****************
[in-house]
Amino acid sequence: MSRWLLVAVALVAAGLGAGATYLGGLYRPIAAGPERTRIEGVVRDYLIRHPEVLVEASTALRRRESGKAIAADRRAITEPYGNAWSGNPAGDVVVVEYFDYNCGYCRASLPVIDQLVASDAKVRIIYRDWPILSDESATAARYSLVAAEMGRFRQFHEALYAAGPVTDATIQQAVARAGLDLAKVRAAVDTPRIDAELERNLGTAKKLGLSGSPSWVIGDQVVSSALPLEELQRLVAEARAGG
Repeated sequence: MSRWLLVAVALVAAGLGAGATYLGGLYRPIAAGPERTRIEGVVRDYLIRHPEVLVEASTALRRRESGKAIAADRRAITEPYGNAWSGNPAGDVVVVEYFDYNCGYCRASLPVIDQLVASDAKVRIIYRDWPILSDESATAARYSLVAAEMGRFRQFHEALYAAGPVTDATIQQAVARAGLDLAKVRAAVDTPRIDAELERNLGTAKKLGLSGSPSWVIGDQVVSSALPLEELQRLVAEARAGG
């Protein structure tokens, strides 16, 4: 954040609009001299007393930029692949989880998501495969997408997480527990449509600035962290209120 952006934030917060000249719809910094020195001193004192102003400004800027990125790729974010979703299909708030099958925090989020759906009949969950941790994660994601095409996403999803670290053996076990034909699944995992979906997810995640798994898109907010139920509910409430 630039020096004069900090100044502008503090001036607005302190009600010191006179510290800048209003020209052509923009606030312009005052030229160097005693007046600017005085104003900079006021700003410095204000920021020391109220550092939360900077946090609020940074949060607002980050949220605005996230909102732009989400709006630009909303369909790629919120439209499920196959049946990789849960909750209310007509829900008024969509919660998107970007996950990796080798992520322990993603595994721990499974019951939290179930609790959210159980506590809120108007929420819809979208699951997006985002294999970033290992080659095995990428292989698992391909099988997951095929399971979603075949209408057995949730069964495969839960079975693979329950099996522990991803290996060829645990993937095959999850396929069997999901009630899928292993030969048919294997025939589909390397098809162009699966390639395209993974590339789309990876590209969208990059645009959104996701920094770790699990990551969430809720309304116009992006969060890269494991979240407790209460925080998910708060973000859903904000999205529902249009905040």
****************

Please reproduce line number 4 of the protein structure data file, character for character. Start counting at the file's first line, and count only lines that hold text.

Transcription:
């Protein structure tokens, strides 16, 4: 954040609009001299007393930029692949989880998501495969997408997480527990449509600035962290209120 952006934030917060000249719809910094020195001193004192102003400004800027990125790729974010979703299909708030099958925090989020759906009949969950941790994660994601095409996403999803670290053996076990034909699944995992979906997810995640798994898109907010139920509910409430 630039020096004069900090100044502008503090001036607005302190009600010191006179510290800048209003020209052509923009606030312009005052030229160097005693007046600017005085104003900079006021700003410095204000920021020391109220550092939360900077946090609020940074949060607002980050949220605005996230909102732009989400709006630009909303369909790629919120439209499920196959049946990789849960909750209310007509829900008024969509919660998107970007996950990796080798992520322990993603595994721990499974019951939290179930609790959210159980506590809120108007929420819809979208699951997006985002294999970033290992080659095995990428292989698992391909099988997951095929399971979603075949209408057995949730069964495969839960079975693979329950099996522990991803290996060829645990993937095959999850396929069997999901009630899928292993030969048919294997025939589909390397098809162009699966390639395209993974590339789309990876590209969208990059645009959104996701920094770790699990990551969430809720309304116009992006969060890269494991979240407790209460925080998910708060973000859903904000999205529902249009905040």